In a panel Wednesday at MedCity INVEST in Chicago, experts tackled key components to improving health equity.
Among those, panelists talked about the need to engage entire communities, not just individual patients, and how improved internet connectivity could help address social determinants of health. The conversation centered, in part, on expanding infrastructure and internet access in less populated areas. This was viewed as a foundation, though not a panacea, for targeting inequities in care.
“I think there’s a lot we can do on the digital divide once we get broadband out, ”said Kevin B. Mahoney, CEO of the University of Pennsylvania Health System.
Certainly, there’s significant investment being made to accomplish just that, and there’s an emphasis on expanding broadband sooner rather than later.
To recap: $ 65 billion is going to be spent on addressing the digital divide in the US, said panel moderator Veneeth Iyengar, who is the executive director of broadband development and connectivity for the state of Louisiana. In that role, he’s overseeing an investment of between $ 1.8 billion and $ 2 billion to improve internet connectivity; it’s money that must be spent over the next five years.
“So we’re not talking about a 20-year effort but a five-year effort to substantially bridge the digital divide in Louisiana,” Iyengar emphasized.
At present, about about 1.6 million of the 4.6 million people living in the state do not have access to the internet, he said. Those without access, do not have devices they can use to get online or broadband access.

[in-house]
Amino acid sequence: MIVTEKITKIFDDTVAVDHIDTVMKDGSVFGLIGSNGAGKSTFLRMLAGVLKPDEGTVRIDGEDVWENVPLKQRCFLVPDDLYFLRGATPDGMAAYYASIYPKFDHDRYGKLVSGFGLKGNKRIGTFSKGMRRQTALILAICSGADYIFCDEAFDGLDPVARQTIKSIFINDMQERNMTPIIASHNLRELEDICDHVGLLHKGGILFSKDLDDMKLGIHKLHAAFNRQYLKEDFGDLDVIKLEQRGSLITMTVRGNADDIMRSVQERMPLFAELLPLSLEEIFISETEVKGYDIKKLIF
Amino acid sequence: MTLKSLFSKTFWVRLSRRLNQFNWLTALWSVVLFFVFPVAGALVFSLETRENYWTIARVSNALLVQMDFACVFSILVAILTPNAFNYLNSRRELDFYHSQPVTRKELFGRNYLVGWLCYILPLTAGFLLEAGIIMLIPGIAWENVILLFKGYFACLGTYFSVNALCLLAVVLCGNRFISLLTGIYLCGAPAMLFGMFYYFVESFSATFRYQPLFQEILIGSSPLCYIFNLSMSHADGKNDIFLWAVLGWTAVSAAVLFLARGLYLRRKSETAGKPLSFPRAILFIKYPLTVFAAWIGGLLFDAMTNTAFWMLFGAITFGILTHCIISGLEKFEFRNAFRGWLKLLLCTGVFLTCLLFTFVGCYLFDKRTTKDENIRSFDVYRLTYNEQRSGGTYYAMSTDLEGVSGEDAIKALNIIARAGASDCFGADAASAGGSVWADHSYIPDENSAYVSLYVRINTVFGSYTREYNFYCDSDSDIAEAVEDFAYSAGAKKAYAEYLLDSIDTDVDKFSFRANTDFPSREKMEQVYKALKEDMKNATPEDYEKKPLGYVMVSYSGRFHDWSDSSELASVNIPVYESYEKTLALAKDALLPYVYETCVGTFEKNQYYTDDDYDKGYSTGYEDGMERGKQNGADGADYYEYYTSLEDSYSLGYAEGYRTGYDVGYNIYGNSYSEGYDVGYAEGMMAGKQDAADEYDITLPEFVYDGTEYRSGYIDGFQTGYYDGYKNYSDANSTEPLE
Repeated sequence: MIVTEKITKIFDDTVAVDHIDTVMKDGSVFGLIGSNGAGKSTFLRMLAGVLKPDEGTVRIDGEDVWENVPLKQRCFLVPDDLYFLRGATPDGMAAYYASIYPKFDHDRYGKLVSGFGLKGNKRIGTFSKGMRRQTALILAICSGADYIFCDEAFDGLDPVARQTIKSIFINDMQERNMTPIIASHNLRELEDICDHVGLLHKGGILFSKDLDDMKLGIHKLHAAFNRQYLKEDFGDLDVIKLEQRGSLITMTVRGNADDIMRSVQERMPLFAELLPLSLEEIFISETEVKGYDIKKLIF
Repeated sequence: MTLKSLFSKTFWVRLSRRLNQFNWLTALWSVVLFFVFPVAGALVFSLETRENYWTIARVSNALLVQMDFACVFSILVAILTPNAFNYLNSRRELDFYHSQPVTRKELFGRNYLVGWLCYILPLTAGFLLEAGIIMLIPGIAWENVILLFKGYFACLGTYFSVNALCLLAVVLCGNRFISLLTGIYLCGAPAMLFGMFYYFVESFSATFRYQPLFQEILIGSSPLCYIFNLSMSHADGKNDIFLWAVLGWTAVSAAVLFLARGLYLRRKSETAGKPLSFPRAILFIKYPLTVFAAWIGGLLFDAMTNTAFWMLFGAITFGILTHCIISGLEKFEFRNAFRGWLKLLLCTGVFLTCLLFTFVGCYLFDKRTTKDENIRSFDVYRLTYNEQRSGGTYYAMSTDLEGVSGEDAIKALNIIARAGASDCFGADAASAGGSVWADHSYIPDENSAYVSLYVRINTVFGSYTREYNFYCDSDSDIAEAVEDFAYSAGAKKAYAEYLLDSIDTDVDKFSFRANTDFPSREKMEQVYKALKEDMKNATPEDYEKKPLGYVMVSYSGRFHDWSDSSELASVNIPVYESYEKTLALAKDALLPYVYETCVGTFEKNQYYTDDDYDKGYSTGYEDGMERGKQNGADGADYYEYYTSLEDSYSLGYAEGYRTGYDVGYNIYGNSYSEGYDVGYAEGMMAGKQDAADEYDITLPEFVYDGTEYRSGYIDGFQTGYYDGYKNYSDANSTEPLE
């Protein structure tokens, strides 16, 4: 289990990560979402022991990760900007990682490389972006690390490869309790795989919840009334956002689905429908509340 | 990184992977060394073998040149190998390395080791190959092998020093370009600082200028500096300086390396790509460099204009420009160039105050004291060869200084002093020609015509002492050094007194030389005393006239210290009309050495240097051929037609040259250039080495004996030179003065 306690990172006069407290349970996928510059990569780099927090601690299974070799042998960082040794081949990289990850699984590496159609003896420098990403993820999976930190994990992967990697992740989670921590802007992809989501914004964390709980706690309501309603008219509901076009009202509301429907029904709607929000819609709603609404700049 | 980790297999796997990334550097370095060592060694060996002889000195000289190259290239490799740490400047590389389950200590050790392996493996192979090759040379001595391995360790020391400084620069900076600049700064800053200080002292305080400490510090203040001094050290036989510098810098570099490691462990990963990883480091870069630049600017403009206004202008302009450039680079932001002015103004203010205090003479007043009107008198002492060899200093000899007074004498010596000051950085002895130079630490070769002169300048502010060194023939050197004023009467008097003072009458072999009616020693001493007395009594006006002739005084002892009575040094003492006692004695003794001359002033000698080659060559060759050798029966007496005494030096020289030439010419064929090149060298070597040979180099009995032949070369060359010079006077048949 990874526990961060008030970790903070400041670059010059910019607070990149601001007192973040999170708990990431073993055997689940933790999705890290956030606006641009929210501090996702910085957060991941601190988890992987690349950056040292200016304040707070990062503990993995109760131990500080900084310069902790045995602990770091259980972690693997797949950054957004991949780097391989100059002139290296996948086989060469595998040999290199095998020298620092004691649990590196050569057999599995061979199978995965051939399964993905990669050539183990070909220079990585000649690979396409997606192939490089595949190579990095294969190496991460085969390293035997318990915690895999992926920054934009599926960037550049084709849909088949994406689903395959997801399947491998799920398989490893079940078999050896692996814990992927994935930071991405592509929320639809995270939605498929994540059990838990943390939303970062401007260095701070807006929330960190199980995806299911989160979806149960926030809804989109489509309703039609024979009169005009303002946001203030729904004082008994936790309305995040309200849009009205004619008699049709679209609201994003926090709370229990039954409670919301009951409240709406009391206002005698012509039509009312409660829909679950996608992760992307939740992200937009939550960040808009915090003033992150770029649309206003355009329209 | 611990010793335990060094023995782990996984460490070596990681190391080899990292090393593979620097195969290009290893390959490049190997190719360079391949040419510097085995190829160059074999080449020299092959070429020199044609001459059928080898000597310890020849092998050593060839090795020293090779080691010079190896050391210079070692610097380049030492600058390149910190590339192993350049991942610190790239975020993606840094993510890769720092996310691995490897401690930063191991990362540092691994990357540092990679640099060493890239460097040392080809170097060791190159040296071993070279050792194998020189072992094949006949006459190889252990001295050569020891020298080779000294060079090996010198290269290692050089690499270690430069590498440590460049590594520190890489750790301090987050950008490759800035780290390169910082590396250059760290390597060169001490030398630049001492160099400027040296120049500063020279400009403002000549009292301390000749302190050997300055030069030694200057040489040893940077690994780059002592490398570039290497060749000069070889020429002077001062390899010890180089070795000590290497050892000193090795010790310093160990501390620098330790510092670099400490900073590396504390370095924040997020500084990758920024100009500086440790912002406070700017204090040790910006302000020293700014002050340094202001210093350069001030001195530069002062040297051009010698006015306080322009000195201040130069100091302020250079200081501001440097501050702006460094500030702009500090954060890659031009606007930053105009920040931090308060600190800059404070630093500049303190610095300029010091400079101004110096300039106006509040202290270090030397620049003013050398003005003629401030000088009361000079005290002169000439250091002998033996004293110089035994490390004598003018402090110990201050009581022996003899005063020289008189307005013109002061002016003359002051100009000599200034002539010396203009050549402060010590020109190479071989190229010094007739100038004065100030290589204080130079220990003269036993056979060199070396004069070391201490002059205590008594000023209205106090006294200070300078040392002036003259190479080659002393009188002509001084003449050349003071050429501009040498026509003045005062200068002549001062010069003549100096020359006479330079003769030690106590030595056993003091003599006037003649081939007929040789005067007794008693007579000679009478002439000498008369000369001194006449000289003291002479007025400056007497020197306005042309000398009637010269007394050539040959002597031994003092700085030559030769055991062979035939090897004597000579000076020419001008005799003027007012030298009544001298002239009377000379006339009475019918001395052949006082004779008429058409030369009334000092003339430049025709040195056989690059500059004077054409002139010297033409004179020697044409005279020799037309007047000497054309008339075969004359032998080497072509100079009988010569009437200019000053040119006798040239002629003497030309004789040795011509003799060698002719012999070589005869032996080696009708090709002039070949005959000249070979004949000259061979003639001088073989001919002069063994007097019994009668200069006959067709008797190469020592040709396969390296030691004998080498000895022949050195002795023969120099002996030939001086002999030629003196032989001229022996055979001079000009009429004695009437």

In an increasingly connected world, not having a mobile device or home internet access can make it harder to meet basic needs. It can be difficult to address social determinants of health, like if someone lacks transportation, without that connection, said Dianne Munevar, senior director of business ventures and innovation at NORC at the University of Chicago.
Most people can not just hail a cab. Instead, they might use Uber or Lyft, which has a healthcare arm — and in order to access that transportation, you need access to the internet, Munevar said.
But expanding broadband alone will not fix everything, panelists said.
“Broadband is incredibly important but not sufficient if we really care about health equity,” said Dr. Michael Hochman, a primary care physician who cares for people who are homeless as CEO of Healthcare in Action Medical Group, which is based in Long Beach, California.
Where giving everyone a smartphone could be costly and unsustainable, panelists discussed the need for affordable, accessible mobile devices people could use to connect with services they can only access online.
But the panel did not rule out offline solutions entirely. For example, Iyengar mentioned that it is important to be familiar with a community’s anchors, like non-medical facilities where people frequent or gather. In some instances, for instance, library rooms are being used for telehealth, he noted.
Additionally, a person who does not have a doctor nearby may have ready access to a pharmacy, which can provide some basic health services. Pharmacies have been a boon during the pandemic, as the place hundreds of millions have gotten Covid-19 vaccinations.
“I think there’s tremendous opportunity to innovate and use that touch point… to connect with patients, ”Hochman said.
Photo: Walter Lim, MedCity News